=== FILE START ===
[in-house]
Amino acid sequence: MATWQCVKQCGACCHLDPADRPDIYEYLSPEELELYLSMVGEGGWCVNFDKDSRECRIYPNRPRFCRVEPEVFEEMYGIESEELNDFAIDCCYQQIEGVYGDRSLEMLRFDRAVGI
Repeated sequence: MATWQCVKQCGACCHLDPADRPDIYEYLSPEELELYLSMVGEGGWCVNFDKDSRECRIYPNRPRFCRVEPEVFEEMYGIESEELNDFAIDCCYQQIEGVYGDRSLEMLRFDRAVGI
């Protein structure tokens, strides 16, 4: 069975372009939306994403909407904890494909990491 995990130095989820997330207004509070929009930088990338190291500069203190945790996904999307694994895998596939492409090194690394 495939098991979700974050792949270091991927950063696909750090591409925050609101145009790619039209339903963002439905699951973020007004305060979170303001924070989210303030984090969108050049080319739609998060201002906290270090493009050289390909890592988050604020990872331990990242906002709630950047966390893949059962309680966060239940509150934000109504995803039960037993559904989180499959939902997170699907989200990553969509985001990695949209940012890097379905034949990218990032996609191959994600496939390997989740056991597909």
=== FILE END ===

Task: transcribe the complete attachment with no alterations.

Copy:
[in-house]
Amino acid sequence: MATWQCVKQCGACCHLDPADRPDIYEYLSPEELELYLSMVGEGGWCVNFDKDSRECRIYPNRPRFCRVEPEVFEEMYGIESEELNDFAIDCCYQQIEGVYGDRSLEMLRFDRAVGI
Repeated sequence: MATWQCVKQCGACCHLDPADRPDIYEYLSPEELELYLSMVGEGGWCVNFDKDSRECRIYPNRPRFCRVEPEVFEEMYGIESEELNDFAIDCCYQQIEGVYGDRSLEMLRFDRAVGI
């Protein structure tokens, strides 16, 4: 069975372009939306994403909407904890494909990491 995990130095989820997330207004509070929009930088990338190291500069203190945790996904999307694994895998596939492409090194690394 495939098991979700974050792949270091991927950063696909750090591409925050609101145009790619039209339903963002439905699951973020007004305060979170303001924070989210303030984090969108050049080319739609998060201002906290270090493009050289390909890592988050604020990872331990990242906002709630950047966390893949059962309680966060239940509150934000109504995803039960037993559904989180499959939902997170699907989200990553969509985001990695949209940012890097379905034949990218990032996609191959994600496939390997989740056991597909």